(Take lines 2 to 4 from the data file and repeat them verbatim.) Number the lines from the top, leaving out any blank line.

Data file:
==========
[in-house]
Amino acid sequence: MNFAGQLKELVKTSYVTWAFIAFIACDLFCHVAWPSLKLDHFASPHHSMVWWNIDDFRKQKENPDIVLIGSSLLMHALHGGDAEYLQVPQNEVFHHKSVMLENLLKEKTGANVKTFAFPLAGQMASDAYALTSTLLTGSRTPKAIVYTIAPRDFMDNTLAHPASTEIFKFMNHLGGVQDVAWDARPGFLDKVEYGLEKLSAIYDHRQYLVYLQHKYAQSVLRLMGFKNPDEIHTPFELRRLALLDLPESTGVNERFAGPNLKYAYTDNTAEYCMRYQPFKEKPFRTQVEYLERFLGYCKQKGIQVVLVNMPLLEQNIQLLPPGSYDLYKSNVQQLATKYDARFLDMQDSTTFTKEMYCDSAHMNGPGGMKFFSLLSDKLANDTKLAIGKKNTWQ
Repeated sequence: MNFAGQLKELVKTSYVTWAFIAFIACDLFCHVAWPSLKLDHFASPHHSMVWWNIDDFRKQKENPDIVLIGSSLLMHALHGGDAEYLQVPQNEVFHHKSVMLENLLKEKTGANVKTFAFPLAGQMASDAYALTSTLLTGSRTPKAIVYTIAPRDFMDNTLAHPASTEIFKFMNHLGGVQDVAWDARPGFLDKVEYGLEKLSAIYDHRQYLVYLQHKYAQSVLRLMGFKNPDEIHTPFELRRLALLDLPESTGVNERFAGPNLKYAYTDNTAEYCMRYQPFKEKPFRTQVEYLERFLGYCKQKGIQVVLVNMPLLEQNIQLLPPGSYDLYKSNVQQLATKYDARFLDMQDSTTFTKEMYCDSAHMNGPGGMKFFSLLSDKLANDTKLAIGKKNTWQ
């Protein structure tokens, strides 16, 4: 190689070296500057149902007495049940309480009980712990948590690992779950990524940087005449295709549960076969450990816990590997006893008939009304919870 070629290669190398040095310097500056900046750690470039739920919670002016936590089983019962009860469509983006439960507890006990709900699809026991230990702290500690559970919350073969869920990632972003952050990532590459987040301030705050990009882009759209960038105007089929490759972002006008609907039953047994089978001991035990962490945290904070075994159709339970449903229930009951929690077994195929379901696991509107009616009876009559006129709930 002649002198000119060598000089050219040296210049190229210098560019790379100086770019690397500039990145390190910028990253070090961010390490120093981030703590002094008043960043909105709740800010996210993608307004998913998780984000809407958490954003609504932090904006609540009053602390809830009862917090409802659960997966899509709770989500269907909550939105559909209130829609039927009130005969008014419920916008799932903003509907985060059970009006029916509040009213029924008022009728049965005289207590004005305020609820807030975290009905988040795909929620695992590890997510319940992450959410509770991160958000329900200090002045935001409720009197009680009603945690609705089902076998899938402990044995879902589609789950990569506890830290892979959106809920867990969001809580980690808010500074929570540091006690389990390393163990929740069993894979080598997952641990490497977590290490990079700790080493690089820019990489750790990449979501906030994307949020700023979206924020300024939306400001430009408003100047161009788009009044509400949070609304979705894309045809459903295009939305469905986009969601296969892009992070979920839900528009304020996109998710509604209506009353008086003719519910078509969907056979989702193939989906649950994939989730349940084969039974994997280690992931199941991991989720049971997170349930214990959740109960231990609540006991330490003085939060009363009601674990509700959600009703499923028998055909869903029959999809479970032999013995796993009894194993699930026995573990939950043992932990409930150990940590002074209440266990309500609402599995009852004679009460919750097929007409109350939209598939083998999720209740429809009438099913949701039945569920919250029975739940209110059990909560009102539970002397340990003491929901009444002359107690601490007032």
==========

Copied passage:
Amino acid sequence: MNFAGQLKELVKTSYVTWAFIAFIACDLFCHVAWPSLKLDHFASPHHSMVWWNIDDFRKQKENPDIVLIGSSLLMHALHGGDAEYLQVPQNEVFHHKSVMLENLLKEKTGANVKTFAFPLAGQMASDAYALTSTLLTGSRTPKAIVYTIAPRDFMDNTLAHPASTEIFKFMNHLGGVQDVAWDARPGFLDKVEYGLEKLSAIYDHRQYLVYLQHKYAQSVLRLMGFKNPDEIHTPFELRRLALLDLPESTGVNERFAGPNLKYAYTDNTAEYCMRYQPFKEKPFRTQVEYLERFLGYCKQKGIQVVLVNMPLLEQNIQLLPPGSYDLYKSNVQQLATKYDARFLDMQDSTTFTKEMYCDSAHMNGPGGMKFFSLLSDKLANDTKLAIGKKNTWQ
Repeated sequence: MNFAGQLKELVKTSYVTWAFIAFIACDLFCHVAWPSLKLDHFASPHHSMVWWNIDDFRKQKENPDIVLIGSSLLMHALHGGDAEYLQVPQNEVFHHKSVMLENLLKEKTGANVKTFAFPLAGQMASDAYALTSTLLTGSRTPKAIVYTIAPRDFMDNTLAHPASTEIFKFMNHLGGVQDVAWDARPGFLDKVEYGLEKLSAIYDHRQYLVYLQHKYAQSVLRLMGFKNPDEIHTPFELRRLALLDLPESTGVNERFAGPNLKYAYTDNTAEYCMRYQPFKEKPFRTQVEYLERFLGYCKQKGIQVVLVNMPLLEQNIQLLPPGSYDLYKSNVQQLATKYDARFLDMQDSTTFTKEMYCDSAHMNGPGGMKFFSLLSDKLANDTKLAIGKKNTWQ
């Protein structure tokens, strides 16, 4: 190689070296500057149902007495049940309480009980712990948590690992779950990524940087005449295709549960076969450990816990590997006893008939009304919870 070629290669190398040095310097500056900046750690470039739920919670002016936590089983019962009860469509983006439960507890006990709900699809026991230990702290500690559970919350073969869920990632972003952050990532590459987040301030705050990009882009759209960038105007089929490759972002006008609907039953047994089978001991035990962490945290904070075994159709339970449903229930009951929690077994195929379901696991509107009616009876009559006129709930 002649002198000119060598000089050219040296210049190229210098560019790379100086770019690397500039990145390190910028990253070090961010390490120093981030703590002094008043960043909105709740800010996210993608307004998913998780984000809407958490954003609504932090904006609540009053602390809830009862917090409802659960997966899509709770989500269907909550939105559909209130829609039927009130005969008014419920916008799932903003509907985060059970009006029916509040009213029924008022009728049965005289207590004005305020609820807030975290009905988040795909929620695992590890997510319940992450959410509770991160958000329900200090002045935001409720009197009680009603945690609705089902076998899938402990044995879902589609789950990569506890830290892979959106809920867990969001809580980690808010500074929570540091006690389990390393163990929740069993894979080598997952641990490497977590290490990079700790080493690089820019990489750790990449979501906030994307949020700023979206924020300024939306400001430009408003100047161009788009009044509400949070609304979705894309045809459903295009939305469905986009969601296969892009992070979920839900528009304020996109998710509604209506009353008086003719519910078509969907056979989702193939989906649950994939989730349940084969039974994997280690992931199941991991989720049971997170349930214990959740109960231990609540006991330490003085939060009363009601674990509700959600009703499923028998055909869903029959999809479970032999013995796993009894194993699930026995573990939950043992932990409930150990940590002074209440266990309500609402599995009852004679009460919750097929007409109350939209598939083998999720209740429809009438099913949701039945569920919250029975739940209110059990909560009102539970002397340990003491929901009444002359107690601490007032």